One reason they did so, of course, is the war in Ukraine that shows no sign of ending and all too many signs of expanding. Consider, for instance, the Biden administration’s recent decision to send some of its most advanced M-1 tanks there, leading Germany to agree to dispatch its own Leopard 2 tanks as well. And think of those as just two more notches up in what’s functionally become this country’s ever more heated proxy war with … oops, I almost wrote the Soviet Union, but no, it’s plain old Russia now. And that’s just to begin down a list of potential dangers on this planet, including pandemics and, above all, climate change, itself on an ever — dare I say it — more heated path upward (and given a distinct helping hand by Vladimir Putin’s decision to invade Ukraine).

At the risk of boring you to death, let me mention one other thing. As we learned last year, in a world of blossoming dangers, there seem to be no limits when it comes to a congressional willingness to pour endless taxpayer dollars into the military-industrial complex. The Pentagon budget that was passed as 2022 ended simply went through the roof, as retired Air Force lieutenant colonel, historian, and TomDispatch regular William Astore reminds us today. And congressional Republicans and Democrats who fight over everything else find remarkable accord on the issue. With a few exceptions, the investment of at least half of our discretionary budget in the military-industrial complex no longer seems to make anyone blink.

Oh wait, let me make an exception for Astore, too. He’s blinked again and again in these years I’ve known him. If only more of us (and of his former military compatriots) would do the same. Tom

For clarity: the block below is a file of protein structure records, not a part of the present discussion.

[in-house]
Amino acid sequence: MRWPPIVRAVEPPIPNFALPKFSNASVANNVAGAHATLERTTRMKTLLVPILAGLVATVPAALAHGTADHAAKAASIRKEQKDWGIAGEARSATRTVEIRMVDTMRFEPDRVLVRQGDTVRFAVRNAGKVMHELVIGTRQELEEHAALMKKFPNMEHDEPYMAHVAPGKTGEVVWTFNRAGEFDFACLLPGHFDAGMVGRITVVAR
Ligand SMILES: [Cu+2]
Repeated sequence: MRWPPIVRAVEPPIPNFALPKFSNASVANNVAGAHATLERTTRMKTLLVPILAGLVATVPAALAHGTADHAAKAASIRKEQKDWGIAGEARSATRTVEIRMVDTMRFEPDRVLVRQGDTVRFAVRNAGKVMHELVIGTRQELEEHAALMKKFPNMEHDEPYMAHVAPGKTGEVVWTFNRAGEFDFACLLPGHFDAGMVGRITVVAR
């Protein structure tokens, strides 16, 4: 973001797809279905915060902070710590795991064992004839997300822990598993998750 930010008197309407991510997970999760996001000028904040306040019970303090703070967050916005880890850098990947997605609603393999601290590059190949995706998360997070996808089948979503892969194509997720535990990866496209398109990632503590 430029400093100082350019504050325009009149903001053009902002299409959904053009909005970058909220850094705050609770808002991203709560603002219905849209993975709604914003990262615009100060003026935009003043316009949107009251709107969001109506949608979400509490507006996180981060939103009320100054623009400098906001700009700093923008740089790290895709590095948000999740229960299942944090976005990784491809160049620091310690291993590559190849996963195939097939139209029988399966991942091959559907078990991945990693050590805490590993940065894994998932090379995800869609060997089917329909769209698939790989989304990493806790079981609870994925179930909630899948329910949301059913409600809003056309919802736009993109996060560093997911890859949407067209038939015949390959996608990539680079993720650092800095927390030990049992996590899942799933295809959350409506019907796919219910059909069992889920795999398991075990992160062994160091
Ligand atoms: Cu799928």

Can the Military-Industrial Complex Be Tamed?

Cutting the Pentagon Budget in Half Would Finally Force the Generals to Think

My name is Bill Astore and I’m a card-carrying member of the military-industrial complex (MIC).

Sure, I hung up my military uniform for the last time in 2005. Since 2007, I’ve been writing articles for TomDispatch focused largely on critiquing that same MIC and America’s permanent war economy. I’ve written against this country's wasteful and unwise wars in Iraq and Afghanistan, its costly and disastrous weapons systems, and its undemocratic embrace of warriors and militarism. Nevertheless, I remain a lieutenant colonel, if a retired one. I still have my military ID card, if only to get on bases, and I still tend to say “we” when I talk about my fellow soldiers, Marines, sailors, and airmen (and our “guardians,” too, now that we have a Space Force).

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Karen Greenberg, Gallows Humor in Washington and Brazil

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[Note for TomDispatch Readers: Just a reminder that signed, personalized copies of Joshua Frank’s genuinely unsettling book, Atomic Days: The Untold Story of the Most Toxic Place in America, are still available to any reader donating $125 ($150 if you live outside the United States). The Progressive magazine dubbed his book one of the best of 2022, writing: “Joshua Frank blows the lid off ‘the U.S. government’s gargantuan plutonium operation’ that ‘churned out nearly all of the radioactive fuel used in the country’s nuclear arsenal….’ The award-winning journalist makes a compelling case that Hanford has become ‘the costliest environmental remediation project the world has ever seen, and arguably the most contaminated place on the entire planet…’ As some turn to nuclear power as a supposed solution to the climate emergency, Atomic Days reminds readers of the perils of nuclear waste and its difficult disposal.” Now, check out his recent TomDispatch piece (if you missed it) and then visit TD‘s donation page and do your damnedest! Tom]